"CERTAIN UNITS OF THE MASSACHUSETTS MILITIA WERE DESIGNATED AS MINUTEMEN…": PAY RECEIPT SIGNED BY 11 MASSACHUSETTS MINUTEMEN IN 1775 JUST A WEEK BEFORE THE BATTLES OF LEXINGTON AND CONCORD
(AMERICAN REVOLUTION). Minutemen document signed. Newbury [Massachusetts]: April 11, 1775. One sheet of paper, 6-1/4 by 5-3/4 inches, manuscript in ink on recto and verso. $9200.
Very scarce and desirable receipt signed by 11 minutemen in Newbury, Massachusetts, on April 11, 1775, an intriguing artifact of the Revolutionary War era.
The document reads "Received of Capt. Gerrish by the hand of Mr. Eliphalet Kilbon the sum affixed to our respective names in the within, Newbury, April 11, 1775" and is signed by John Cheney, Oliver Goodridge, Abraham Sawyer, Abner Woodman, John Carneige, Jedediah Currier, Nath. Pearson, Nathan Adams, Jacob Hale, John Noyes, and Enoch Boynton. Several of these names are penned on the verso, in a uniform hand, with payment amounts noted next to each man's name.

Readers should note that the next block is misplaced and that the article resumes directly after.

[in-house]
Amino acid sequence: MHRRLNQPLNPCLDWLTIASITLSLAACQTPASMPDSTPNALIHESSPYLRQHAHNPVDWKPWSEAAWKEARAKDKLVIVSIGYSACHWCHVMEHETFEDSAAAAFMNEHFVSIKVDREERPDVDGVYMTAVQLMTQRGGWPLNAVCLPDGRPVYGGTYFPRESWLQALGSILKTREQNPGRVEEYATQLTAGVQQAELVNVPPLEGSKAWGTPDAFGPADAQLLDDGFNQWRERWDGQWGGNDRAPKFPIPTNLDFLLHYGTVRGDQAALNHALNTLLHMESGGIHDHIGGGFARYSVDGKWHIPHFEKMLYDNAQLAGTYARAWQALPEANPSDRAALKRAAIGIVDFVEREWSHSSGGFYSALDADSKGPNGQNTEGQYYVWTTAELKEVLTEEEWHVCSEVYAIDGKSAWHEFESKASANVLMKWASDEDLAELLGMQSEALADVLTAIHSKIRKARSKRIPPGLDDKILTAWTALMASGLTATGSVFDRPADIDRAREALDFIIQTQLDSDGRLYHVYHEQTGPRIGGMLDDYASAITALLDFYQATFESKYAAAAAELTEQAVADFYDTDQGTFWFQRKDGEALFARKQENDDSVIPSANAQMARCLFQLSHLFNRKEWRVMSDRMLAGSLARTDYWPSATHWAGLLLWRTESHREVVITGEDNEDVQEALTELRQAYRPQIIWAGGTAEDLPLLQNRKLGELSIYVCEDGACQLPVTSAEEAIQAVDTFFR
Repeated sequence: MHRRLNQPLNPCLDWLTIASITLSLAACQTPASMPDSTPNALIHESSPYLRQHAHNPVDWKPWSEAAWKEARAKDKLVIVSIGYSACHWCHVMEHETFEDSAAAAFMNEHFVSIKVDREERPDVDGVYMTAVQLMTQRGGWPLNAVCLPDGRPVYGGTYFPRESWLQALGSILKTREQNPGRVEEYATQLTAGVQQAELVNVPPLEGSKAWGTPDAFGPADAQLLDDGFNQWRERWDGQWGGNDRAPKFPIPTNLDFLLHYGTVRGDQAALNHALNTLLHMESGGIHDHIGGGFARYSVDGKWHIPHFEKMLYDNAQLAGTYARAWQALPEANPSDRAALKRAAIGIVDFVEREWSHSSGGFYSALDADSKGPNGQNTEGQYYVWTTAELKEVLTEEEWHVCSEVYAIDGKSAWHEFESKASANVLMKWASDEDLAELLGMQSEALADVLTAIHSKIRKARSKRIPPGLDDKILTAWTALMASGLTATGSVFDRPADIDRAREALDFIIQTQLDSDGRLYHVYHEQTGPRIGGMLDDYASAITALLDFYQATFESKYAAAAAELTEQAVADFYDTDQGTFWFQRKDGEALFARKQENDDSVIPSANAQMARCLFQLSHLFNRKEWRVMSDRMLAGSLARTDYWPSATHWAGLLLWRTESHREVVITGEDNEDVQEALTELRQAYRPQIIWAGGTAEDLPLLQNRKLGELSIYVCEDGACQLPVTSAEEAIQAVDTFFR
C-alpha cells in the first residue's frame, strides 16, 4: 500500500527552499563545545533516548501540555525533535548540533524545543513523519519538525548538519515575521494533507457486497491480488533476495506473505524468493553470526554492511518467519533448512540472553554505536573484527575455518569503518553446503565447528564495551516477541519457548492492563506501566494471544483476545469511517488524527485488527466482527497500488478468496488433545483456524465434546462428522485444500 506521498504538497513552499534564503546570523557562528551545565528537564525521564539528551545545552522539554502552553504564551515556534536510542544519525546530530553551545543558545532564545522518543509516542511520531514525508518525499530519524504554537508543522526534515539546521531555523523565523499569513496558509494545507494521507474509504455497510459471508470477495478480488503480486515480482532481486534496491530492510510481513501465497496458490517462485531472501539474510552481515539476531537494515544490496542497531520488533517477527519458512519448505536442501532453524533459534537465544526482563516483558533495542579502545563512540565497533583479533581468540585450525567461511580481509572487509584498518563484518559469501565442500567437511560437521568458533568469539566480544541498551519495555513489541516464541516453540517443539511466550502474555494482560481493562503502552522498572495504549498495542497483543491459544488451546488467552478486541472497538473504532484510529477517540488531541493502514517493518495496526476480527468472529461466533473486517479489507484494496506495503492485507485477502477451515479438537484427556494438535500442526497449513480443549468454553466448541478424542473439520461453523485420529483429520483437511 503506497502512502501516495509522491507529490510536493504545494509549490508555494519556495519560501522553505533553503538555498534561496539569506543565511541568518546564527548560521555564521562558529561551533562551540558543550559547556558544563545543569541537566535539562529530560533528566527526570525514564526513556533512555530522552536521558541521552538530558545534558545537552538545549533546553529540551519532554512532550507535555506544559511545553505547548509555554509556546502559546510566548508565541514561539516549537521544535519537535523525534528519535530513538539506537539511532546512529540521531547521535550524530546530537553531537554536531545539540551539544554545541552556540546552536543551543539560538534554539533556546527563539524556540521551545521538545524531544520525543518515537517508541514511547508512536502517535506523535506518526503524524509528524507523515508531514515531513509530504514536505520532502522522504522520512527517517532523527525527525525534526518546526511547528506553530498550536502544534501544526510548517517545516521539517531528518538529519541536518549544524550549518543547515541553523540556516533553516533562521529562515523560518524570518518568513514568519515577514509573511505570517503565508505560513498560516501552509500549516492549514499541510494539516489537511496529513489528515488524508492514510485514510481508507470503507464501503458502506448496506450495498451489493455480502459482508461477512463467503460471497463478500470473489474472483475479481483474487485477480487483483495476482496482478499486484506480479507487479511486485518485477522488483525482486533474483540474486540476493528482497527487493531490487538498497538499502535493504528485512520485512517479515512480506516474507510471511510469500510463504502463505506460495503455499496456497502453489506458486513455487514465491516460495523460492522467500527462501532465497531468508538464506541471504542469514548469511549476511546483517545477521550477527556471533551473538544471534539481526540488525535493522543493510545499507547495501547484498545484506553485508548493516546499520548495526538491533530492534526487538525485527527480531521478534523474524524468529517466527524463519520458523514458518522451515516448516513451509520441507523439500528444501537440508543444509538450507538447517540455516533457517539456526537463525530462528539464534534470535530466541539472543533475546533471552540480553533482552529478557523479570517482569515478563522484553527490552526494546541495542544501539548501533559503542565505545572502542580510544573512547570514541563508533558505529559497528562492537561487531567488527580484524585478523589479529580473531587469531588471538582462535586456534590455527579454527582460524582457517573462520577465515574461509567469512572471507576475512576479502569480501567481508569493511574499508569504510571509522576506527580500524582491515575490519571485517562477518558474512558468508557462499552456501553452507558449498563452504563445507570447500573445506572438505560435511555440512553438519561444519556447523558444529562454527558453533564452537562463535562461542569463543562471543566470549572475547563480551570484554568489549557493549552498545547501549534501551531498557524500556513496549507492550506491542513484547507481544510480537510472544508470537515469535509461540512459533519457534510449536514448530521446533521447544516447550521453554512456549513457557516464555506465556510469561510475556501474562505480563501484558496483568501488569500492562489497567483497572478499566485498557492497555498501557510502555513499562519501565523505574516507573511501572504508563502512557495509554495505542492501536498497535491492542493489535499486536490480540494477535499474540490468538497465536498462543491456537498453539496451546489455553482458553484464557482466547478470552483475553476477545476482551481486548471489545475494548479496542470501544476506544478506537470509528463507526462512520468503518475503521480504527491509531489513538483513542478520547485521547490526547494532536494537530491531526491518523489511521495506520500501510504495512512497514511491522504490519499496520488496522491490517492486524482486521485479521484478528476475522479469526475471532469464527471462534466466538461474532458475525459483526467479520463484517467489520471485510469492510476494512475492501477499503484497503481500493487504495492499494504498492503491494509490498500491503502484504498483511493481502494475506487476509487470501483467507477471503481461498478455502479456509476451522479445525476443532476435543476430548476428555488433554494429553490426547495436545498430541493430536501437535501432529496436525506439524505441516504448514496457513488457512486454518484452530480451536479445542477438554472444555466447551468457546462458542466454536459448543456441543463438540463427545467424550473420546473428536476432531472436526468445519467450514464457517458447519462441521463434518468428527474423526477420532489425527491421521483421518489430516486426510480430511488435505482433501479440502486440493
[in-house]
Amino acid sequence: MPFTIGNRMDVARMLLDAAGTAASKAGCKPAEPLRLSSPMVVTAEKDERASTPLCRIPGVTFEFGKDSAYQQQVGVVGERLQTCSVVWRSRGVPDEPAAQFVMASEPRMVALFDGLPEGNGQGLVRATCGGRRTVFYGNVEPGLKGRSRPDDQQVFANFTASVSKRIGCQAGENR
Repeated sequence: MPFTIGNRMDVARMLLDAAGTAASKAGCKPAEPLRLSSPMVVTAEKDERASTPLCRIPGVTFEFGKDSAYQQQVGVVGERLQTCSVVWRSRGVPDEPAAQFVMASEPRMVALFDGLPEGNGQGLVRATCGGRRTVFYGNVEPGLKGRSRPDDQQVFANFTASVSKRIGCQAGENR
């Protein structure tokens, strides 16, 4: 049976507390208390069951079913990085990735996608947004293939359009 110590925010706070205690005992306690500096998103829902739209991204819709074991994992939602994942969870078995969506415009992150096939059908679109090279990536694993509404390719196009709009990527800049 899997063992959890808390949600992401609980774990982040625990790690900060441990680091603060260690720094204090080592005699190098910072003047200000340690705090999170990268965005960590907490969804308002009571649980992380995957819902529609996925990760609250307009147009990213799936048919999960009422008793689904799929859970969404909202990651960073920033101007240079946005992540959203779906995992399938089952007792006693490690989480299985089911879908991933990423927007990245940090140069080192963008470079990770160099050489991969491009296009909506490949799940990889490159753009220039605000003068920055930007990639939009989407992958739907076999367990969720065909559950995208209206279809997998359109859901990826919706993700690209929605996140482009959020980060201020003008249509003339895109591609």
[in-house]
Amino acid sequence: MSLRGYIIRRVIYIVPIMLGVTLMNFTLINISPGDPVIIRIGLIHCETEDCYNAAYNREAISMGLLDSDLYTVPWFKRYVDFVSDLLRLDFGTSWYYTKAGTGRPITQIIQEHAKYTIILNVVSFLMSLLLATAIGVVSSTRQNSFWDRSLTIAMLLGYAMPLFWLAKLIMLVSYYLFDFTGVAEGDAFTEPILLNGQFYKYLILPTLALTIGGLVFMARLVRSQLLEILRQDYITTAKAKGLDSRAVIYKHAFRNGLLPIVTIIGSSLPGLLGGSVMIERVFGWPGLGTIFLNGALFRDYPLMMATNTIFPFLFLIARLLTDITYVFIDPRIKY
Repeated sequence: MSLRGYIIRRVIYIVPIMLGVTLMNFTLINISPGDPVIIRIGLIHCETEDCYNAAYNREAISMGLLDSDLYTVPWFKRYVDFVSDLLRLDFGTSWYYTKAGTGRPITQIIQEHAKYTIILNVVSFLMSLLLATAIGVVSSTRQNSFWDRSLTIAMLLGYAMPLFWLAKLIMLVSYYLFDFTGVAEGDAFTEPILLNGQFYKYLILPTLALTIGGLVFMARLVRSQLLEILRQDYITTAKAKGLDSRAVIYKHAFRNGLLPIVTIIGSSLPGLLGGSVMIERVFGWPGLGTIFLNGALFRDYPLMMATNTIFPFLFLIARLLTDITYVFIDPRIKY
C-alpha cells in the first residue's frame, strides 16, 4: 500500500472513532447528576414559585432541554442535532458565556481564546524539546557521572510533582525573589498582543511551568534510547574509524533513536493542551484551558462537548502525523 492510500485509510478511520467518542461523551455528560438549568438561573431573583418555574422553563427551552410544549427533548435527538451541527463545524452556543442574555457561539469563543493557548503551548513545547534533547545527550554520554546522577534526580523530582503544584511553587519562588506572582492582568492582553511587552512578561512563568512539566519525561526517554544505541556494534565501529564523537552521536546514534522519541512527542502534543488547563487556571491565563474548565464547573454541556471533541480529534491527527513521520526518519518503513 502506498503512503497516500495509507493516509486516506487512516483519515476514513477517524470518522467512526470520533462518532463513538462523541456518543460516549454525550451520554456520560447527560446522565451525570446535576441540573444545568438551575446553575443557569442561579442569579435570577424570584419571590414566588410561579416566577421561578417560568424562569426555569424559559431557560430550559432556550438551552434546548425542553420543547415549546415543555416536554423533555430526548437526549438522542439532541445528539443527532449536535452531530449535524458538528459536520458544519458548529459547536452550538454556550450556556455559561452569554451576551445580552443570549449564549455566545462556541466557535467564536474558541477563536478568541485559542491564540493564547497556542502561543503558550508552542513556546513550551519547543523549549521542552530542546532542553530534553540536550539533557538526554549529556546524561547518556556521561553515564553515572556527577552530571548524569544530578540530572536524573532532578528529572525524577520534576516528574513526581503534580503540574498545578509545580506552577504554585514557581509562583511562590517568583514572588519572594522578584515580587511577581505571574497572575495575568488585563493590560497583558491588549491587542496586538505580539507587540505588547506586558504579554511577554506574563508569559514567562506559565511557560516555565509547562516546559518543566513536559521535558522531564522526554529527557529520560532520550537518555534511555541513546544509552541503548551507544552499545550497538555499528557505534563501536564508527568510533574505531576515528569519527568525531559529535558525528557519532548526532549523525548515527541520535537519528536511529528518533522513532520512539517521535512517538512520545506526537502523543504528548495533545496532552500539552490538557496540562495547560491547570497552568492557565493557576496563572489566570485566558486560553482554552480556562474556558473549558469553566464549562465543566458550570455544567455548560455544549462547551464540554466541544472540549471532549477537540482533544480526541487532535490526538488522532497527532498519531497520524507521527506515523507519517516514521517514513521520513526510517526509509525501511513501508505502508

Massachusetts was officially declared to be in a state of rebellion in February, 1775. In late March of 1775, John Hancock, president of the Provincial Congress of Massachusetts, "declaring that the people of Massachusetts were threatened by a powerful army, formally called upon them to prepare to defend themselves to the uttermost. Certain units of the Massachusetts militia were designated as minutemen, and instructed to go into swift action in the event that Gage's troops came out of Boston on the offensive" (Alden, A History of the American Revolution, 173). The British garrison attempted to act on its orders to disarm the rebels and arrest their leaders, especially Hancock and Samuel Adams, which led to the Battles of Lexington and Concord on April 19, 1775, scarcely more than a week after this particular pay receipt was signed.
Faint fold lines, mild edge-wear, archival tape reinforcement in three places on verso. An extremely good and scarce Revolutionary War document.